Showing posts from January, 2017

A slippery slope - fun on the glacier.

(Lou, Yukon) The emotional rollercoaster we’ve been riding on our broken down snowmachine took a couple of stomach-churning turns this week. We fixed our machine! All by ourselves! (With only a little bit of help from just about everyone in a hundred mile radius.) Then we managed to break it again before we got it running! Superb. How did we manage this amazing feat? We went to town last week on a borrowed Skidoo to collect our new snowmachine, a 1993 Polaris 340 (or Piccolo as we’ve named him.) The new part we needed to fix our machine, a coupler, was there at the PO (along with a very welcome parcel of gin and chocolate.) We waited for it get above -30 before going to fit the coupler as our disabled machine was still two miles away out on the trail. It didn’t. We went anyway as we wanted to return the Skidoo our Alaskan pals had lent us. The new coupler fitted beautifully. We got her running but she just wasn’t happy, smoking and backfiring, now what? Ah, very si

Journey from hell

(Lou, Yukon) Driving a snowmachine, it’s hard to know what’s happening to the rider following you. Two-stroke engines whine at ear-splitting pitch and your head’s muffled in fur, ear defenders, goggles, hood. You wrench your neck round, keeping your thumb on the throttle, and snatch a glimpse of their headlight to be sure they’re still there. Often you only see the back of your hood. So it’s a sign of how bad things got that I could hear Neil screaming Fuck! Fuck! Fuck! from 20 yards behind me. Yesterday goes down as one of our worst journeys. Another one. For the past week we’d been riding an emotional rollercoaster on our broken-down snowmachine. We must have involved everyone in a 100 mile radius in the saga. Homer helping with diagnostics from between Neil's legs Both our Alaskan friend and a pal in town had the spare part we needed. They got those parts to the Rangers who were headed to us, breaking trail for the Yukon Quest dogsled race. Preparing for the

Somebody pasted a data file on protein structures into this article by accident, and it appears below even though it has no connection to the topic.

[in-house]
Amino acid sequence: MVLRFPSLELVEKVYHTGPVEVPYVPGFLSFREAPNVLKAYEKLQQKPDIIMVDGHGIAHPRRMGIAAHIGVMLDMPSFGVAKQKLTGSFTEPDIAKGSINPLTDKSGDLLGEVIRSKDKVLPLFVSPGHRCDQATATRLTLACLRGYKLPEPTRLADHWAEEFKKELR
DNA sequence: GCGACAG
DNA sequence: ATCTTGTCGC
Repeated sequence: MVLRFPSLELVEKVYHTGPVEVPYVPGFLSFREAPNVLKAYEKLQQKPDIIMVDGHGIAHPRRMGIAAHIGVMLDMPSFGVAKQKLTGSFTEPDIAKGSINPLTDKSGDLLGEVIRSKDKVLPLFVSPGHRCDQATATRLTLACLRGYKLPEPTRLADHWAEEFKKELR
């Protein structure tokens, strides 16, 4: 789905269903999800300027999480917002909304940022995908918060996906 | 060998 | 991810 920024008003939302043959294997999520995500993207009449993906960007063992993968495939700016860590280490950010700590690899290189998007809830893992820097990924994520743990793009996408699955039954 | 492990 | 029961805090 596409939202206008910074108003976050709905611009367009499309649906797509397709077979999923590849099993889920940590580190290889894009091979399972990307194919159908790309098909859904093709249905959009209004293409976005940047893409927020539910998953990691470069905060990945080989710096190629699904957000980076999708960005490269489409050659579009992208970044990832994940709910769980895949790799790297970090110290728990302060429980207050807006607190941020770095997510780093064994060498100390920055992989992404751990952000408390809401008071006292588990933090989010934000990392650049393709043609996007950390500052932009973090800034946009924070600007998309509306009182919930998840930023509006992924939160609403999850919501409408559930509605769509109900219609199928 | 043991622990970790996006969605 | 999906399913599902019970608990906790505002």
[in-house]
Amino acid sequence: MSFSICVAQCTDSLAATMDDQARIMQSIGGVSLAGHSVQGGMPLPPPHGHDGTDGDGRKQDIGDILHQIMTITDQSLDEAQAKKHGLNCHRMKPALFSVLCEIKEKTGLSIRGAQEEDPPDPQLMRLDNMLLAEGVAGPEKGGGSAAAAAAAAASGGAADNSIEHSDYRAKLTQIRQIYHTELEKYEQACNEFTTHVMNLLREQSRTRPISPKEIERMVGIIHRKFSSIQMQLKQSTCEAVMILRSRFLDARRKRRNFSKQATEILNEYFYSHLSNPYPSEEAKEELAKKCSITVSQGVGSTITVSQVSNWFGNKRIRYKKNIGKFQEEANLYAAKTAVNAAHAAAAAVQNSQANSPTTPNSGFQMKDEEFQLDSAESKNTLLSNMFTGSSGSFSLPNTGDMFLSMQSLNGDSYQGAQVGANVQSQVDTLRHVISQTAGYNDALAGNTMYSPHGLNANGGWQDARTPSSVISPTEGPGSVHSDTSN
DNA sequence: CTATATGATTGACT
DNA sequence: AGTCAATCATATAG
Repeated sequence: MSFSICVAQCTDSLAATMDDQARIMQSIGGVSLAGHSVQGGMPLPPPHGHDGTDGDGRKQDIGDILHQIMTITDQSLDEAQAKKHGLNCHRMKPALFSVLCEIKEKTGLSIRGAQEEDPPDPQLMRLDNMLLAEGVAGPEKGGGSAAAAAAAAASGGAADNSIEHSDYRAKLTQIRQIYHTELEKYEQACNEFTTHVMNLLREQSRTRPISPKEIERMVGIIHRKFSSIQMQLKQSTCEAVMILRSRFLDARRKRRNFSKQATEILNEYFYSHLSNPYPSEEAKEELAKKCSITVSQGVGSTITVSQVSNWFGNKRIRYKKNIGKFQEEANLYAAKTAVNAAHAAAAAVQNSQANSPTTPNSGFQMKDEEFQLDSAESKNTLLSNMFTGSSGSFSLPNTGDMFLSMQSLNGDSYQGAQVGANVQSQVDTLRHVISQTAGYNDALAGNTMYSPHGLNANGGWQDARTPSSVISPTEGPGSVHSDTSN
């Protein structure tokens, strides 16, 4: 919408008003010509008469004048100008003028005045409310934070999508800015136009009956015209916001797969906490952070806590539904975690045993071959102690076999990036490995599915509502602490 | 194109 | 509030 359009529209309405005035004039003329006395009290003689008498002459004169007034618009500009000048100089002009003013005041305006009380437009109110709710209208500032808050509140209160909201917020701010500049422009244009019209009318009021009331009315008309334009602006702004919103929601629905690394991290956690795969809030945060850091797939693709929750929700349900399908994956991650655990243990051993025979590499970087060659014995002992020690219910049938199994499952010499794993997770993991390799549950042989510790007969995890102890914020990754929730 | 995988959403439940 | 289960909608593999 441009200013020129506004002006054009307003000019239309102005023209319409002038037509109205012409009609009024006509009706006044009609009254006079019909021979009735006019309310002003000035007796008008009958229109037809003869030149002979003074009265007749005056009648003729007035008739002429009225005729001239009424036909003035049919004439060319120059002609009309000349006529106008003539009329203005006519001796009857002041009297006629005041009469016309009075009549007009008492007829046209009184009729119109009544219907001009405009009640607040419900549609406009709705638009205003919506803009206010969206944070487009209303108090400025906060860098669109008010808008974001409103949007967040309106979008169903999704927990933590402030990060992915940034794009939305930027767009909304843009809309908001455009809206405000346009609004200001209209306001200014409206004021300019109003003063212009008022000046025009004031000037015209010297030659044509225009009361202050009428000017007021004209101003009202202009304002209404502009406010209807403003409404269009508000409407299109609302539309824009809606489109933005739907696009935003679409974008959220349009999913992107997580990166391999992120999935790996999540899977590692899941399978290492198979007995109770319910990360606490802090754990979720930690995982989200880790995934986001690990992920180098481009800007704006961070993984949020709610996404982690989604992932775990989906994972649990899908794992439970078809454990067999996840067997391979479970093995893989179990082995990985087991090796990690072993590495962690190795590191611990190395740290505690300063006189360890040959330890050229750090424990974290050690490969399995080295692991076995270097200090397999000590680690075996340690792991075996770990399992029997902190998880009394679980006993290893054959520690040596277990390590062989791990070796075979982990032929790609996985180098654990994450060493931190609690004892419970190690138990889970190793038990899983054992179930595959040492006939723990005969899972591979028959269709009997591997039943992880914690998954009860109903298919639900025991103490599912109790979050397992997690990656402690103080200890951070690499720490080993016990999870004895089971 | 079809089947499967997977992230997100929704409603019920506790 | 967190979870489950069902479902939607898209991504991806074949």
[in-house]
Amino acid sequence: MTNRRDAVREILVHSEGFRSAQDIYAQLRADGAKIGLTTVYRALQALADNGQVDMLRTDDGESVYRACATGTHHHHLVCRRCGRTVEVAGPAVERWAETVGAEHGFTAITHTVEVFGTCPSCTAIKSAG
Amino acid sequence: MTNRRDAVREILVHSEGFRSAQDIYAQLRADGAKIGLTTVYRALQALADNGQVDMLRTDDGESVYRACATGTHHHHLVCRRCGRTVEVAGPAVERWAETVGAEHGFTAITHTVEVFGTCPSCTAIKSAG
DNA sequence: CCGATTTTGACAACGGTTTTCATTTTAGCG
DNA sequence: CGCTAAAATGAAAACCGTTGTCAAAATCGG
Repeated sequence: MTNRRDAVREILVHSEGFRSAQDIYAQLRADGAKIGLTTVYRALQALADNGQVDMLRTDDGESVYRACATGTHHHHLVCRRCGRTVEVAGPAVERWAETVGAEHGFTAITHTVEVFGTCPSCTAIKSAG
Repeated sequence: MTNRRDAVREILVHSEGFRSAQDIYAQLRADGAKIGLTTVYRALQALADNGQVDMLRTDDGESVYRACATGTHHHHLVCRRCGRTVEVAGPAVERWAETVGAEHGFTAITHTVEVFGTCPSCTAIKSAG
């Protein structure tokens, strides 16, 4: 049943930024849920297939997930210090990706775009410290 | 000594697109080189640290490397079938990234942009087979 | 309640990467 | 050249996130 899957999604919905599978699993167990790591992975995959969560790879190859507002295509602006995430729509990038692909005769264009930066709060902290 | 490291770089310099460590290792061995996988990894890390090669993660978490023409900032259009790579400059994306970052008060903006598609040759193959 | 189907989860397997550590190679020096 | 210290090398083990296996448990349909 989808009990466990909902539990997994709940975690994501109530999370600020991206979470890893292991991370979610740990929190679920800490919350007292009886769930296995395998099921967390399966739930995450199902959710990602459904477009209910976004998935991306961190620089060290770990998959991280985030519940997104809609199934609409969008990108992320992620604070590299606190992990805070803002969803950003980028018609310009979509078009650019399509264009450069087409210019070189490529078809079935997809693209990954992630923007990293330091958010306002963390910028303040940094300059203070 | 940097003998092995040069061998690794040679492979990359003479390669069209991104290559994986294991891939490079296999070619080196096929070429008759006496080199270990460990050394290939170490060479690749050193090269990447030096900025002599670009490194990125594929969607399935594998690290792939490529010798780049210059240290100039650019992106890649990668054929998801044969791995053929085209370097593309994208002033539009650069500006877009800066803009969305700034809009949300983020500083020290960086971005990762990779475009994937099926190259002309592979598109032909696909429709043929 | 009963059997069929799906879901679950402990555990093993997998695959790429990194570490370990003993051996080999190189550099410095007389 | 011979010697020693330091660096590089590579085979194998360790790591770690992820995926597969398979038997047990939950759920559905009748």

(Lou, Yukon) We had two major breakdowns this week, first my husband then the snowmachine. The machine is more inconvenient. Neil twisted his knee. Nothing major, but he can’t just take it easy, forget the bike and get the DLR to work as he would in London. So I’ve had to get all the wood and water again. (I am a martyr, have I mentioned that before?) Time is the best healer for injuries. But not machines. We had been working on finding and staking our trail downriver, after losing it under a fucking great heap of snow. Trail goes this way somewhere We decided I shouldn’t carry on alone as if the machine rolled on the rough ice I could get pinned underneath it. That decision lasted as long as it took me to get bored. About half an hour. I don’t take stupid risks. I travel slowly, don’t go too far and snow shoe any sections I’m not sure of before driving them. I take a Delorme satellite signaller. If I’m not home by a set time, Neil can check the internet for a